Best Bets May 2011

Your best bets for what to see and do this month.
Neko Case

Indie music connoisseurs will recognize this acoustic redhead from her days as the vocalist for the New Pornographers, but her solo career has earned a regal reputation among alt-country diehards. Her latest solo venture, Middle Cyclone, picked up a 2010 Grammy nomination for Best Contemporary Folk Album. May 19 at Knight Theater. Details here.

The Flaming Lips

While alt-rock tunes like “Psychiatric Explorations of the Fetus with Needles” have generally proved a little too offbeat for Kiss FM, the Flaming Lips have one of the most reverent cult followings in the country. Since their 1993 breakthrough, “She Don’t Use Jelly,” the Oklahoma-born group has permeated the indie underground with albums as bizarre and engaging as their wacky, unpredictable live concerts. May 17 at the Fillmore. Details here.

The Mint Museum Uptown

This is the last month to see Janet Biggs: Going to Extremes, a collection of four works from the NYC-based video artist. Biggs travels to the ends of the earth to film shocking stunts (a high-speed motorcycle ride across the Bonneville Salt Flats, for example), but you’ll want to catch the Mint-commissioned work, Duet, which zooms in on NASCAR pit crews. Through May 29 at Mint Museum Uptown. Details here.

Charlotte Roller Girls

Be warned: this is not the “ladies only” spin around the local skating rink of your youth. Charlotte’s girls-only derby team is in the midst of its fourth competitive season, and will have a high-speed “bout,” as they’re called, against Charleston’s Lowcountry Highrollers. May 7 at Grady Cole Center. Details here.


You can measure a life in coffee and minutes, but the best way to determine this Broadway blockbuster’s success is by counting up its twelve touring years and four Tony Awards. While this won’t be the bohemian rock show’s first appearance in the Q.C., Theatre Charlotte’s production will mark the first time a local theater company has taken it on. May 13-29 at Theatre Charlotte. Details here.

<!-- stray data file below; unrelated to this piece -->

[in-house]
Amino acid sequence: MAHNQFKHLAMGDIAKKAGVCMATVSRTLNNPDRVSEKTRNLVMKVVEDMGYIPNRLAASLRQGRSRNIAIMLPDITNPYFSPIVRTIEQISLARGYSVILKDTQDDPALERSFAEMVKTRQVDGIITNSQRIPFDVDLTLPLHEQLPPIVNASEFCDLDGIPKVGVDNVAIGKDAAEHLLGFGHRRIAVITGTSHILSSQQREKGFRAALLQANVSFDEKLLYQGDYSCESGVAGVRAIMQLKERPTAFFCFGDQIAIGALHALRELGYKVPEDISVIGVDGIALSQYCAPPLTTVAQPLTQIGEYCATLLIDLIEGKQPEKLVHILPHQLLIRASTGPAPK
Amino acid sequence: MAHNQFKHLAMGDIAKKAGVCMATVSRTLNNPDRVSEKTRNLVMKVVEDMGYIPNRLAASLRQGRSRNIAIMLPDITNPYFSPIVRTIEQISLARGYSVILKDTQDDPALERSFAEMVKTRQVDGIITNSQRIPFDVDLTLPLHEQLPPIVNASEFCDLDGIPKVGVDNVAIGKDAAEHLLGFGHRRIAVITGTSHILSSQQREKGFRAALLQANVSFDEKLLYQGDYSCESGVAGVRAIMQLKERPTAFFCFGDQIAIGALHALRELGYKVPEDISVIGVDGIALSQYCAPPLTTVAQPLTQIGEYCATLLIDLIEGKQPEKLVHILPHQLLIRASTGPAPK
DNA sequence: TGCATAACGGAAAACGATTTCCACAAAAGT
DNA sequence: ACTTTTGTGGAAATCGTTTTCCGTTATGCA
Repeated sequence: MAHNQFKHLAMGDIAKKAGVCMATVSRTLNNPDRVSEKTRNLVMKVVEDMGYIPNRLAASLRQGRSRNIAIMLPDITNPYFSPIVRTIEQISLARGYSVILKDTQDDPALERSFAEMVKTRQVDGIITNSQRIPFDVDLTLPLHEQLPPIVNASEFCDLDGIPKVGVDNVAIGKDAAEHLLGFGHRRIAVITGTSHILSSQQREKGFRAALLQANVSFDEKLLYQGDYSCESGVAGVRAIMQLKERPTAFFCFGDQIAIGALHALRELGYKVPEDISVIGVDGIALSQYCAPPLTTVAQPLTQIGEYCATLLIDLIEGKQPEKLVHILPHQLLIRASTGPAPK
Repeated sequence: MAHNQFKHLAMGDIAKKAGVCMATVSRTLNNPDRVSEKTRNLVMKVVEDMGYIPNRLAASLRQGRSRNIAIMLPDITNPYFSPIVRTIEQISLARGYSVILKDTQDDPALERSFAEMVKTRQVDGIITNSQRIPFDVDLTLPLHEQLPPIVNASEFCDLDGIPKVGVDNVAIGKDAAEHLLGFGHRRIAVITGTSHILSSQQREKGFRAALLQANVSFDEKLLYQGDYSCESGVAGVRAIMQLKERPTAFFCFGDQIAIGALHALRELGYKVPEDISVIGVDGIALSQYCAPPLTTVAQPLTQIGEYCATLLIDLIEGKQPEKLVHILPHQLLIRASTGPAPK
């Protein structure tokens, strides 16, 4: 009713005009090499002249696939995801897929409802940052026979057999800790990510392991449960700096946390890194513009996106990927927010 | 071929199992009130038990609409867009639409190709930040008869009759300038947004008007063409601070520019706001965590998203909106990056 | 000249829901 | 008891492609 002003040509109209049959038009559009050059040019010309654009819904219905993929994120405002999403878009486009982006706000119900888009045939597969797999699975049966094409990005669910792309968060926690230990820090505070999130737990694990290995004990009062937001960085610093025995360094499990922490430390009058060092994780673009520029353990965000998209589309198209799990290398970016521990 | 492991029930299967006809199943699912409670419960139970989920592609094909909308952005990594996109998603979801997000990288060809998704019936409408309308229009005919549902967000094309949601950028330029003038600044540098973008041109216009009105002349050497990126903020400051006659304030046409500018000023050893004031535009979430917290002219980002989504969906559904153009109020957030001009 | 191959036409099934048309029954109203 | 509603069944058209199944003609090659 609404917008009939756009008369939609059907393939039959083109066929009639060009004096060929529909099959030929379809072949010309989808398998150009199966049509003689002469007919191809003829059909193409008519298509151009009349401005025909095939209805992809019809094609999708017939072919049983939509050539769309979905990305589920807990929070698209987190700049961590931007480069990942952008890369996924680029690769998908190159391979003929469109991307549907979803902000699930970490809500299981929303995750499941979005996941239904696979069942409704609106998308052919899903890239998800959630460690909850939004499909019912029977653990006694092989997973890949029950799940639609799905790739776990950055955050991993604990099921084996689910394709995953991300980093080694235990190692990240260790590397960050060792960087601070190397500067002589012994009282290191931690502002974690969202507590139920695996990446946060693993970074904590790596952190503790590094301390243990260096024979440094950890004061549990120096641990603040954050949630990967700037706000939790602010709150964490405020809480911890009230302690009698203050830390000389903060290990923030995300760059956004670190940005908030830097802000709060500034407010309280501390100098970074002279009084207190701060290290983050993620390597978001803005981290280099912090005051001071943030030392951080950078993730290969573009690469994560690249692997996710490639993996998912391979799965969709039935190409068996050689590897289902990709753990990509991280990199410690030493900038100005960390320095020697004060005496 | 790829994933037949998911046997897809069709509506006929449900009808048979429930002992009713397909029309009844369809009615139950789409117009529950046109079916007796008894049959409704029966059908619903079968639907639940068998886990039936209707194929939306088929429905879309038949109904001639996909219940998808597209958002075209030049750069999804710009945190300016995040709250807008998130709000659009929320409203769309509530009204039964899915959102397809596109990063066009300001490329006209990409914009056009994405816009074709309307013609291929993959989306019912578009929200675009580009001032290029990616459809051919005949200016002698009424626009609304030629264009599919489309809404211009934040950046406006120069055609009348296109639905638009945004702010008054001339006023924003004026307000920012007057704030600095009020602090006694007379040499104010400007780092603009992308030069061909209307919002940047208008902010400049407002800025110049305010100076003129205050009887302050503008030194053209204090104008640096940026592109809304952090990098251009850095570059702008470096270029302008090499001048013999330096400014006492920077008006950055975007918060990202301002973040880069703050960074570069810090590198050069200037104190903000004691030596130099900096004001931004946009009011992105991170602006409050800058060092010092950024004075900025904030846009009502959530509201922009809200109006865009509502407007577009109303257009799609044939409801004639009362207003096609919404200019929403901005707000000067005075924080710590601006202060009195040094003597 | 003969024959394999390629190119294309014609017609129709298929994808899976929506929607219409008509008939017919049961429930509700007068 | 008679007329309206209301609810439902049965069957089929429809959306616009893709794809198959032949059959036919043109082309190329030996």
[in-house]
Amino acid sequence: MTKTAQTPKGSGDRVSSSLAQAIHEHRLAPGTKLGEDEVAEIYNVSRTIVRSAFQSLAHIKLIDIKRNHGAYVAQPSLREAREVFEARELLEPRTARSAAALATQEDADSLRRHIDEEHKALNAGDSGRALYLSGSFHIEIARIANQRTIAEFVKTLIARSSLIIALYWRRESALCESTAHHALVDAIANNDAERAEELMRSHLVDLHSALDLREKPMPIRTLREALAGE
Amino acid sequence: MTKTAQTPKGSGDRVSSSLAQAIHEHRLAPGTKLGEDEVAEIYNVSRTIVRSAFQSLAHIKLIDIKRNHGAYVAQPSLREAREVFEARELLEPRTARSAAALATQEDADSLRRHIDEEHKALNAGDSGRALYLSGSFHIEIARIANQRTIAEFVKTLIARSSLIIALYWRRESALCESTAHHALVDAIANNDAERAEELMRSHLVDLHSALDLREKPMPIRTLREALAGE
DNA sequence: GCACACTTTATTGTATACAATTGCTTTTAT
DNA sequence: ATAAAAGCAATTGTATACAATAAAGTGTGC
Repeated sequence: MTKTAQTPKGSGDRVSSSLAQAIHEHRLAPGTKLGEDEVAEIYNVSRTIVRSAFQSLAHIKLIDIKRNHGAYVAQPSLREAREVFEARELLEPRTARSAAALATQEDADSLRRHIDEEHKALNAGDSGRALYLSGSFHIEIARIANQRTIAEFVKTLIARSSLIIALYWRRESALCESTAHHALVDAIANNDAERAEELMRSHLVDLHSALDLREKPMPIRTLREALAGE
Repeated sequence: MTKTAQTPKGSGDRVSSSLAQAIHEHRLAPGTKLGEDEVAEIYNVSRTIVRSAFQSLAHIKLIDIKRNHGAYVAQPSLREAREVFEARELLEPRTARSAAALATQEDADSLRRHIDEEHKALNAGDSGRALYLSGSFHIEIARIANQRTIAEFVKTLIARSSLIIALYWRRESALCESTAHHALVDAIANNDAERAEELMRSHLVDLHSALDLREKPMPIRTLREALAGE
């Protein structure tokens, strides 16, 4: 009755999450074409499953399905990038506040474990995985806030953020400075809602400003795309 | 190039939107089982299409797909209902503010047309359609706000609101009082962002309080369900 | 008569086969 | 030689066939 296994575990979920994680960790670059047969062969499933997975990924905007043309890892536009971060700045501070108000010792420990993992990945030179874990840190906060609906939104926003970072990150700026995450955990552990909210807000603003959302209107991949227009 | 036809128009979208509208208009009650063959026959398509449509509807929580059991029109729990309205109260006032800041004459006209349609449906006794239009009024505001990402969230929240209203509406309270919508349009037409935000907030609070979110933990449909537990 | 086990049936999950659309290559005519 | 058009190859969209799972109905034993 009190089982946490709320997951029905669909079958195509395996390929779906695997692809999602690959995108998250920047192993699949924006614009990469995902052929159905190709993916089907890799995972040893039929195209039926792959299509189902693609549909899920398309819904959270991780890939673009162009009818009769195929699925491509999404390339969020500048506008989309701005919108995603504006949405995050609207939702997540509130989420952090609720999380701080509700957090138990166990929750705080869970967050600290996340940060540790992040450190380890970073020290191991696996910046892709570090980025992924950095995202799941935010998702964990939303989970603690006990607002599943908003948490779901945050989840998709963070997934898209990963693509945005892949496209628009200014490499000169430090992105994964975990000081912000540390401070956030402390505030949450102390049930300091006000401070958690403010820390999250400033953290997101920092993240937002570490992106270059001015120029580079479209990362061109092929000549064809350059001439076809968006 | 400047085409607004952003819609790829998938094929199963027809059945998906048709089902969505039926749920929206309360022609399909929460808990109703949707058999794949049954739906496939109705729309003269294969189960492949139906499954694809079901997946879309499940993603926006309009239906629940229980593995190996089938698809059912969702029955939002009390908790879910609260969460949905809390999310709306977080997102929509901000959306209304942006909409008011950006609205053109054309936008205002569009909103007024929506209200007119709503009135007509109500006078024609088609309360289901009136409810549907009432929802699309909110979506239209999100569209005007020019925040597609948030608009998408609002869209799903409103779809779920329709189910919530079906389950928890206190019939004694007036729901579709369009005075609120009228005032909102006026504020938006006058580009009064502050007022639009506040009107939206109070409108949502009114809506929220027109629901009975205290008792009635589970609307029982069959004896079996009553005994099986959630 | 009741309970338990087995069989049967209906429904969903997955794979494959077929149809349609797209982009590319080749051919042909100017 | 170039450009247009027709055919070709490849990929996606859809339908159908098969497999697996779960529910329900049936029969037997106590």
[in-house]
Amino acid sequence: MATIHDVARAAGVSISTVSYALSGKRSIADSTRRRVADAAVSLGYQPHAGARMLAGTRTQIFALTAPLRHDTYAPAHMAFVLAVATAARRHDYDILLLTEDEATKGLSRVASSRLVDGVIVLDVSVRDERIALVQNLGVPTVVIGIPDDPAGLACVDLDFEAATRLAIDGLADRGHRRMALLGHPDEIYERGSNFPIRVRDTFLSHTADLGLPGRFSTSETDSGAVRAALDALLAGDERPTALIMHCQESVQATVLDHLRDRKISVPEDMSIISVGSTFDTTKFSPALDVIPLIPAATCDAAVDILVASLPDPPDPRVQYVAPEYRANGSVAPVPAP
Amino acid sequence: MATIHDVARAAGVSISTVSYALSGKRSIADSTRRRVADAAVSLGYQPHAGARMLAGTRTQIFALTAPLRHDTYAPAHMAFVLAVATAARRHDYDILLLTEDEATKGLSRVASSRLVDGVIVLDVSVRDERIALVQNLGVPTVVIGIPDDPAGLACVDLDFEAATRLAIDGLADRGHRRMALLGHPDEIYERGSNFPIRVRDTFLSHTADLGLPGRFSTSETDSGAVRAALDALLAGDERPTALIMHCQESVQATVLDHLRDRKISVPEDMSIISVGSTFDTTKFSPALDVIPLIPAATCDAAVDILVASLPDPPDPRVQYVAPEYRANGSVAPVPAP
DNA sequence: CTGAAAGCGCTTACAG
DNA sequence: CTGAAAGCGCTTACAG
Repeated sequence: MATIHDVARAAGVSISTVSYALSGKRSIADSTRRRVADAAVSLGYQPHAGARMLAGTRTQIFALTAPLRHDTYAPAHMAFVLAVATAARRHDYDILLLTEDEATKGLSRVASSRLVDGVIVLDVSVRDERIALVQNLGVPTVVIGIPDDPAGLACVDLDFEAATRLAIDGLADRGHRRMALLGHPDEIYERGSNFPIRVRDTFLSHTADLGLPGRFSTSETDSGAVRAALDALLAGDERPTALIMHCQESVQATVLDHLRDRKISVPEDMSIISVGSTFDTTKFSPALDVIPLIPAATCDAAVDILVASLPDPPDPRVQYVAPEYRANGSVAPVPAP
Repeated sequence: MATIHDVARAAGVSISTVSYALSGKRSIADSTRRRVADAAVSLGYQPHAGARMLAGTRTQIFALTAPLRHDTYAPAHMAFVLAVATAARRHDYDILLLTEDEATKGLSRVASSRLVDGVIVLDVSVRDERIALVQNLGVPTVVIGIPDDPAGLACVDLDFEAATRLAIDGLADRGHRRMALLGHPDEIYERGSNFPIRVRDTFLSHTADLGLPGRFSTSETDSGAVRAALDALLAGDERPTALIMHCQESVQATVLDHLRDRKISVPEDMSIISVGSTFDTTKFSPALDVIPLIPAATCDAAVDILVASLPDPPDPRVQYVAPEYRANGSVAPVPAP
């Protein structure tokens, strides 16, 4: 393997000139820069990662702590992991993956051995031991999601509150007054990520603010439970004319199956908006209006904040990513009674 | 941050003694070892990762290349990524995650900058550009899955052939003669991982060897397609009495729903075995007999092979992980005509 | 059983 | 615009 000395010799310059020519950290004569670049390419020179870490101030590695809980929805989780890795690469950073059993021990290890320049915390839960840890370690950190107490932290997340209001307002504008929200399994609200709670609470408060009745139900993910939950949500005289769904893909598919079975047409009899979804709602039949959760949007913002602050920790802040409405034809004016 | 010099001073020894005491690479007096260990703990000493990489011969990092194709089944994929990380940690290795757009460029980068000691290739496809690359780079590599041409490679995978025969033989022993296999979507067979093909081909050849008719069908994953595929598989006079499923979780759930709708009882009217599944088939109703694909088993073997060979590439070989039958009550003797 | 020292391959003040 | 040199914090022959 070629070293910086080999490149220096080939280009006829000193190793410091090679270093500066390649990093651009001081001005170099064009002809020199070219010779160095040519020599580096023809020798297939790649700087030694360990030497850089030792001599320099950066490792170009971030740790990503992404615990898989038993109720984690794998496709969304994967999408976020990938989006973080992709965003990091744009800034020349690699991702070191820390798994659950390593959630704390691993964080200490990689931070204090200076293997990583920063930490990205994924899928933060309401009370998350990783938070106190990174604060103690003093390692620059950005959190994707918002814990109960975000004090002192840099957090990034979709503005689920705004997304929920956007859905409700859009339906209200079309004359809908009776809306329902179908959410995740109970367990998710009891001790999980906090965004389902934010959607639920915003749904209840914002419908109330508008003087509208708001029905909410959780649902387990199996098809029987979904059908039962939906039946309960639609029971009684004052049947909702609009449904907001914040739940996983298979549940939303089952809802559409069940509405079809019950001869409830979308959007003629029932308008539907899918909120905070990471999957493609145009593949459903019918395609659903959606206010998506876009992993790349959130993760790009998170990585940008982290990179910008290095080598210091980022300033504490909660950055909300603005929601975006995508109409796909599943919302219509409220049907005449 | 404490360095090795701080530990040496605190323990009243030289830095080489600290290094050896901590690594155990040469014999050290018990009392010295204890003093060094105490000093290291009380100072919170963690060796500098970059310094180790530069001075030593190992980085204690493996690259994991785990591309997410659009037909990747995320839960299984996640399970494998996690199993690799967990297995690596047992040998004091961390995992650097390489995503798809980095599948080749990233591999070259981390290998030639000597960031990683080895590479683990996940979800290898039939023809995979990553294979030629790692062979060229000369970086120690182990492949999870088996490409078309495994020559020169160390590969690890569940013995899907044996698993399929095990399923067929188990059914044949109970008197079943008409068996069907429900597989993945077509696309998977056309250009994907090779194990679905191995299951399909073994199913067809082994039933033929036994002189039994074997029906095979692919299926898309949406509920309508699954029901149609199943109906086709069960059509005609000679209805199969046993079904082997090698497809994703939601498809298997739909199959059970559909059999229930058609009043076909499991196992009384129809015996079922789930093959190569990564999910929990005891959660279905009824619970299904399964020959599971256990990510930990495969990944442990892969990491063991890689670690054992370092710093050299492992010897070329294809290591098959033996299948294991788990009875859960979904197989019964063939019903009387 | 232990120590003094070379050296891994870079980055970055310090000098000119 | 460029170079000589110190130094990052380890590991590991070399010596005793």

H.M.S. Pinafore

Sopranos and sailors will mingle on stage in this classic Gilbert & Sullivan production. Set aboard the Royal Navy’s H.M.S. Pinafore, this upbeat opera tells the story of a captain’s young daughter and her fraternization with a lowly sailor—a match that dear old dad doesn’t approve of. This is Opera Carolina’s third and final production this season. May 12-15. Details here.


If you crave the sun and socializing of Alive after Five but could do without the volume and Jack-and-Coke consumption, this Thursday-night spring concert series might be just what you’re looking for. Local acts, Billy Joel tributes, and Motown montages are on the lineup this season, and with the Little Sugar Creek Greenway now open near the Metropolitan, there’s plenty of grassy space to lounge on with buddies and beverages. Thursdays from 6:30 to 9:30 p.m. through May 26. Details here.

Panic at the Disco

This emo-pop boy band from Las Vegas infiltrated Top 40 stations with songs like “I Write Sins Not Tragedies” and “Nine in the Afternoon” in 2005. Though they lost two of their four original members in 2009, they rallied enough talent to pull together another upbeat album this year, Vices & Virtues. May 31 at the Fillmore. Details here.

Charlotte Symphony Orchestra

It’s not often that you can bribe the kids into a classical music concert with the promise of cartoons. The CSO’s Bugs Bunny at the Symphony concert, however, will feature a program of Looney Tunes … well … tunes, along with screenings of the classic animated shows starring Elmer Fudd, Tweetie Bird and the rest. Conducted by George Daugherty. May 19-20 at Belk Theater.

Agnes of God

With an intimate, atmospheric auditorium and themed lobby décor, Carolina Actors Studio Theatre is one of Charlotte’s best spots to see a dark, underground drama like this one. Written by John Pielmeier in the early 1980s, the story follows the investigation of Dr. Martha Livingstone, who’s called to a convent to determine whether a dead baby (discovered outside the church’s door) was, as the Mother Superior claims, a divine birth. Through May 21 at Carolina Actors Studio Theatre. Details here.


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